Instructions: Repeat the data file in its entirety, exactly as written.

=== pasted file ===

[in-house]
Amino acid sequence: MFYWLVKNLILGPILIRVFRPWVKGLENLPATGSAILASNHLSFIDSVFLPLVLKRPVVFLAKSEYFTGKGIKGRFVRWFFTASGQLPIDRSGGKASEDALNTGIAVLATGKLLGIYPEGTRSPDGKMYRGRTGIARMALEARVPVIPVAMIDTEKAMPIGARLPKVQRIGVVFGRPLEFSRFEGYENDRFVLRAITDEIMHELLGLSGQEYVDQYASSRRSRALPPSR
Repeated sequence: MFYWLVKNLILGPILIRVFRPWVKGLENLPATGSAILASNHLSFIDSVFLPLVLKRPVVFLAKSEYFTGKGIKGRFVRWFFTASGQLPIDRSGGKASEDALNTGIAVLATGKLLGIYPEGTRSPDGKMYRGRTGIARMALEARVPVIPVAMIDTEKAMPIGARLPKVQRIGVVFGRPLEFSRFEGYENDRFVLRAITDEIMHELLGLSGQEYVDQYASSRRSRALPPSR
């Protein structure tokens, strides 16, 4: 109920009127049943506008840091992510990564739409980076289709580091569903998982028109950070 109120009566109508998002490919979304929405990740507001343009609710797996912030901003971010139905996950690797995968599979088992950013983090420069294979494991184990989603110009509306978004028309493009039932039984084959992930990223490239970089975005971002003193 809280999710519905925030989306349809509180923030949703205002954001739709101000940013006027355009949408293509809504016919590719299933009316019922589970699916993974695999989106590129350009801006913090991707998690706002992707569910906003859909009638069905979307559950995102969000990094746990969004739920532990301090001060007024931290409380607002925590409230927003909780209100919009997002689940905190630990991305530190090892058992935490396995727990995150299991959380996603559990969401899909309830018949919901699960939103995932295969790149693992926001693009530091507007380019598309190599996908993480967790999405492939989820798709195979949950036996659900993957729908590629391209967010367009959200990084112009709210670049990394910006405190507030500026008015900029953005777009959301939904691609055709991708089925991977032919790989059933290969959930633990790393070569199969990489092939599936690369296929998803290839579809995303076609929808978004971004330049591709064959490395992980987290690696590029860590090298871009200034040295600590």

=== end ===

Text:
[in-house]
Amino acid sequence: MFYWLVKNLILGPILIRVFRPWVKGLENLPATGSAILASNHLSFIDSVFLPLVLKRPVVFLAKSEYFTGKGIKGRFVRWFFTASGQLPIDRSGGKASEDALNTGIAVLATGKLLGIYPEGTRSPDGKMYRGRTGIARMALEARVPVIPVAMIDTEKAMPIGARLPKVQRIGVVFGRPLEFSRFEGYENDRFVLRAITDEIMHELLGLSGQEYVDQYASSRRSRALPPSR
Repeated sequence: MFYWLVKNLILGPILIRVFRPWVKGLENLPATGSAILASNHLSFIDSVFLPLVLKRPVVFLAKSEYFTGKGIKGRFVRWFFTASGQLPIDRSGGKASEDALNTGIAVLATGKLLGIYPEGTRSPDGKMYRGRTGIARMALEARVPVIPVAMIDTEKAMPIGARLPKVQRIGVVFGRPLEFSRFEGYENDRFVLRAITDEIMHELLGLSGQEYVDQYASSRRSRALPPSR
């Protein structure tokens, strides 16, 4: 109920009127049943506008840091992510990564739409980076289709580091569903998982028109950070 109120009566109508998002490919979304929405990740507001343009609710797996912030901003971010139905996950690797995968599979088992950013983090420069294979494991184990989603110009509306978004028309493009039932039984084959992930990223490239970089975005971002003193 809280999710519905925030989306349809509180923030949703205002954001739709101000940013006027355009949408293509809504016919590719299933009316019922589970699916993974695999989106590129350009801006913090991707998690706002992707569910906003859909009638069905979307559950995102969000990094746990969004739920532990301090001060007024931290409380607002925590409230927003909780209100919009997002689940905190630990991305530190090892058992935490396995727990995150299991959380996603559990969401899909309830018949919901699960939103995932295969790149693992926001693009530091507007380019598309190599996908993480967790999405492939989820798709195979949950036996659900993957729908590629391209967010367009959200990084112009709210670049990394910006405190507030500026008015900029953005777009959301939904691609055709991708089925991977032919790989059933290969959930633990790393070569199969990489092939599936690369296929998803290839579809995303076609929808978004971004330049591709064959490395992980987290690696590029860590090298871009200034040295600590």